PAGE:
Mr. Speaker, yesterday the Bloc House leader, the hon. member for Laurier-Sainte-Marie, rose on a question of privilege. I would like to reply to some of the points he raised, as they referred to a document he tabled in the House yesterday.
In the course of his intervention the hon. member referred to an advertisement in a Quebec newspaper and said that it was similar to the GST advertising in 1989. By analogy he claimed that it was inappropriate, just as the advertising was in 1989, because it implied that specific legislation was in place, that it referred to specific provisions it purported were already law when the bill still was not passed. That was the reference the hon. member gave the House when he raised his question of privilege.
While I acknowledge the precedent exists, the matter before us today is in clear and stark contrast because the advertisement now in question does not refer to any provisions of any law or any proposed law.
The advertisements that were placed in the Canadian media present a number of facts about conditions that relate to the use of tobacco. The advertisements do not claim that the provisions of any bill are already enacted. Mr. Speaker, on careful reflection of both the English and the French versions you will see that is the case. The French version of the advertisements call on the readers to support la loi anti-tabac. In English it refers to anti-tobacco legislation. If one wanted to be an absolute purist one might argue that the French Translation ought to say "le projet de loi" and in English it ought to say "bill".
However, one must bear in mind that we are dealing with advertisements. It is common in such cases to use colloquialisms that may not, in the strictest sense, be precise. To the layman, however, the meaning is very clear. In French one frequently hears the phrase "le projet de loi" referred to merely as "la loi" even though it has not yet passed, just as in English one often refers to a bill as legislation, even though in the strict sense of the word it is not legislation until enacted.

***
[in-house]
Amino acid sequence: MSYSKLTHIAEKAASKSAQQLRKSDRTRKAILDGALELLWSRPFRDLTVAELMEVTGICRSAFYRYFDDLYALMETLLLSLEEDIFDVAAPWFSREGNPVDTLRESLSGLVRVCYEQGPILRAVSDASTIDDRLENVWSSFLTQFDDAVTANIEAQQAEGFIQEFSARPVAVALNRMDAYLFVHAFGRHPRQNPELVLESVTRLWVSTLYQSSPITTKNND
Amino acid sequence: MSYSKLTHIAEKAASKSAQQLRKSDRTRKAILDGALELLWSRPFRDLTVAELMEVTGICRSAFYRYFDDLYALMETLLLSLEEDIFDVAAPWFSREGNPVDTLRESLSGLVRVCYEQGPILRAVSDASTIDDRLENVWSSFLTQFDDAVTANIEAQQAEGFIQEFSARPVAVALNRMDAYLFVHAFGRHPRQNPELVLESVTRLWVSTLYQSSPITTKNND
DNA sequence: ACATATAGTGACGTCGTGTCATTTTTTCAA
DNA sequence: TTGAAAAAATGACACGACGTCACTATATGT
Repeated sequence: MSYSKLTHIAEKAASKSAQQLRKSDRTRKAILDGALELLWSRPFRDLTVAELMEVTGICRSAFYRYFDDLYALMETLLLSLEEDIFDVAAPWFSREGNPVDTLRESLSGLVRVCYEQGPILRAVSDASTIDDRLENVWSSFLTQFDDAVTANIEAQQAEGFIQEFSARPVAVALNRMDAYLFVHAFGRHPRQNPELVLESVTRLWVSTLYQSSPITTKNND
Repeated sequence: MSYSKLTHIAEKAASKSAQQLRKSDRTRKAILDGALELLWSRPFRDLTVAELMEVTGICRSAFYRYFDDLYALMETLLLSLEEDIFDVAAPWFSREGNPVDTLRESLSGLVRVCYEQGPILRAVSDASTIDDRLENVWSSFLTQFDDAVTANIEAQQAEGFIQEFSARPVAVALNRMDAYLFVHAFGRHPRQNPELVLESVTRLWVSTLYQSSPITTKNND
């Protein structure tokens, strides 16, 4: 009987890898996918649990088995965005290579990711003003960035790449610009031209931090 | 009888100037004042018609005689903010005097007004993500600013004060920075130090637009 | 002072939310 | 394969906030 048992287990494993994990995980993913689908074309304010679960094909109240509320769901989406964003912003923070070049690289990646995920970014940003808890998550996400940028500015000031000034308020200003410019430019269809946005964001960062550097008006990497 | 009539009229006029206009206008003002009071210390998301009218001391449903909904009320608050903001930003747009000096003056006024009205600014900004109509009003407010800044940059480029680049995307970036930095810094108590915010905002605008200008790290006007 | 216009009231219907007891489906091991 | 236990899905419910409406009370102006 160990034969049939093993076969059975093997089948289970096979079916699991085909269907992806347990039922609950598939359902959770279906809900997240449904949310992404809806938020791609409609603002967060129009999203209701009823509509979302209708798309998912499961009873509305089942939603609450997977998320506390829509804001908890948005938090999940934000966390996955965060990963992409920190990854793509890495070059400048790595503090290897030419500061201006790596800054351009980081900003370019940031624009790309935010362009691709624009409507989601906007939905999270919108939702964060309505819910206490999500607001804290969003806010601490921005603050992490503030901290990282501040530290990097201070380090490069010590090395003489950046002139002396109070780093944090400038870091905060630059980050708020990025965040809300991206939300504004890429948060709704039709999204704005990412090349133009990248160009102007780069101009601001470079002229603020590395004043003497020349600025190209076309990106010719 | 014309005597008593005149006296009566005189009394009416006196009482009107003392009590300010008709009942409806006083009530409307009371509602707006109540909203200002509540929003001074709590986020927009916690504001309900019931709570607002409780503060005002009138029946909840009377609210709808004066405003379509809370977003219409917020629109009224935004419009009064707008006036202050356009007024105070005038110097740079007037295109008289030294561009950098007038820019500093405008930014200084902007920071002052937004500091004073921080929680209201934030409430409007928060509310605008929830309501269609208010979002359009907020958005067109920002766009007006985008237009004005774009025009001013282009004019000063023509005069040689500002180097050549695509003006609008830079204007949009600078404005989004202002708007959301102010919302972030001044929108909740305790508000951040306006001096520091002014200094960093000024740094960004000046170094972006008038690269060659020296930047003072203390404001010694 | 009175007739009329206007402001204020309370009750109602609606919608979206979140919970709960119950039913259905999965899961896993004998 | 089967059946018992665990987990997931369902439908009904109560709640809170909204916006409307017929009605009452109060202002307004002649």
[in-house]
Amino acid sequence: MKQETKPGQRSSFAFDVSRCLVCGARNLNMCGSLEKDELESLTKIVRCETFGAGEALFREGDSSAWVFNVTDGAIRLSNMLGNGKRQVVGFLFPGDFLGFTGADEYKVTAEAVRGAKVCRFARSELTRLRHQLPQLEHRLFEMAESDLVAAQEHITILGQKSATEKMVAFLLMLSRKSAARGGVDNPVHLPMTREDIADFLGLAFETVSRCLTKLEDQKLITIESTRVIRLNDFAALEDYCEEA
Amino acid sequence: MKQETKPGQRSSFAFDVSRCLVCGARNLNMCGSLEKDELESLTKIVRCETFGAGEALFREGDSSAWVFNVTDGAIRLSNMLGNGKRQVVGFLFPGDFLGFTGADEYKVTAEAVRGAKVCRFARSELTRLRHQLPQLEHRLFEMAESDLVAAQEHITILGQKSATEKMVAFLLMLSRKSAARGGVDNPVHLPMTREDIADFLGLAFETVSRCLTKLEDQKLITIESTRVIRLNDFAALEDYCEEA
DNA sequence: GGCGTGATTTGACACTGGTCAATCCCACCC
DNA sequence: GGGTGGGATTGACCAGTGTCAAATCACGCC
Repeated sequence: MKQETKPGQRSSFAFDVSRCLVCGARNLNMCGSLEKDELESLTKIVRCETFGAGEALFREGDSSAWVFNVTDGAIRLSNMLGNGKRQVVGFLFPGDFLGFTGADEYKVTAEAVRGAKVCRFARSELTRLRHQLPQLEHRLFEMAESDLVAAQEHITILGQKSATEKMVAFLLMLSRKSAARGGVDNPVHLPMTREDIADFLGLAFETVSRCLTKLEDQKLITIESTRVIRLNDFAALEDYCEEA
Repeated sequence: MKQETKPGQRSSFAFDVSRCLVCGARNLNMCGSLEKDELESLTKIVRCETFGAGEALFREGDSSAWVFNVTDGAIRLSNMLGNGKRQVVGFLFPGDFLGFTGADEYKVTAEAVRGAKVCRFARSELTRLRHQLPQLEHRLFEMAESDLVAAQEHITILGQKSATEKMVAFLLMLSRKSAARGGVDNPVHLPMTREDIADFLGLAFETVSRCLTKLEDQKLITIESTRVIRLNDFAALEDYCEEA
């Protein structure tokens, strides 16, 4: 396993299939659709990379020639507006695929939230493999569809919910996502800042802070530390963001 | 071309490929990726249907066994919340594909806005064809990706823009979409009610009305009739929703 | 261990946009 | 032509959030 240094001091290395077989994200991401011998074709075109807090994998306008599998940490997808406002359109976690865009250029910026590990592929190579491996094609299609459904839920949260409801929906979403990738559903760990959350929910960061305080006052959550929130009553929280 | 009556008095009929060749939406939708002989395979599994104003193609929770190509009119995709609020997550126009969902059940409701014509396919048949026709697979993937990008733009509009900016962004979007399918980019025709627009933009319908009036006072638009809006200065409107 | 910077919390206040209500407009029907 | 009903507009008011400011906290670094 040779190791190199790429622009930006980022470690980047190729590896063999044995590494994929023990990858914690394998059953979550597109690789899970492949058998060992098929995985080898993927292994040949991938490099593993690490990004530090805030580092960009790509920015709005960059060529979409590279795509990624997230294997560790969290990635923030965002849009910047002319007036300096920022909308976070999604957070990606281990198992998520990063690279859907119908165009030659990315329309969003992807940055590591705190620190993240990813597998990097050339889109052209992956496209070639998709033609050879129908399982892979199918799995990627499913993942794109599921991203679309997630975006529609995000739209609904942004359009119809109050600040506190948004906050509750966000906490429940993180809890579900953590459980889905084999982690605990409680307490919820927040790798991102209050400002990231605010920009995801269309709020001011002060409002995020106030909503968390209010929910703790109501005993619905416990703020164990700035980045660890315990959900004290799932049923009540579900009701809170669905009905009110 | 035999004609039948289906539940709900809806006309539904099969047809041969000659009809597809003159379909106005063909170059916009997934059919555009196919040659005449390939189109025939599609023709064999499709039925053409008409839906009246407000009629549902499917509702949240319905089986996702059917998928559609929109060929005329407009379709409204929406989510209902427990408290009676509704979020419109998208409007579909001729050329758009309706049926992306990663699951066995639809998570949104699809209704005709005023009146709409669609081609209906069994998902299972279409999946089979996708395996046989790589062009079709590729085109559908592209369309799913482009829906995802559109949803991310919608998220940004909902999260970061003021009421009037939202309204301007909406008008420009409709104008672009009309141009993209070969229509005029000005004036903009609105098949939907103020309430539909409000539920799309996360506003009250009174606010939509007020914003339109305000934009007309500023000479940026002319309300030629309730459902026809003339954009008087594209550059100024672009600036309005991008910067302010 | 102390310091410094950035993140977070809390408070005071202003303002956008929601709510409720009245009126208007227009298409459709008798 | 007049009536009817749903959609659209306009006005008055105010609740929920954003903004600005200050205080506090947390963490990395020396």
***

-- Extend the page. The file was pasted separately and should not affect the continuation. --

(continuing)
There is very substantial proof that these advertisements do not in any way represent Bill C-71, which is still before the House, as having been enacted.
Clause 1 of the bill gives us some very important information on this matter of privilege. Clause 1 of the bill gives it a short title, namely the tobacco law, or in French la loi sur le tabac. The advertisements refer to anti-tobacco legislation, la loi anti-tabac, which is not the short title, the long title or in fact any title of the bill before the House.
In conclusion, the advertisements do not in any way interfere with the ability of the House to consider the legislation before it. They do not refer to the number or the title of any bill before the House and they do not describe the provisions of any bill before the House. They describe a reprehensible public problem and urge citizens to support unspecified legislation to deal with these problems. This does not in any way impair the ability of the House to do its duty. Respectfully, I would submit, it is not a breach of privilege. It does not encroach on the privileges of the members of the House.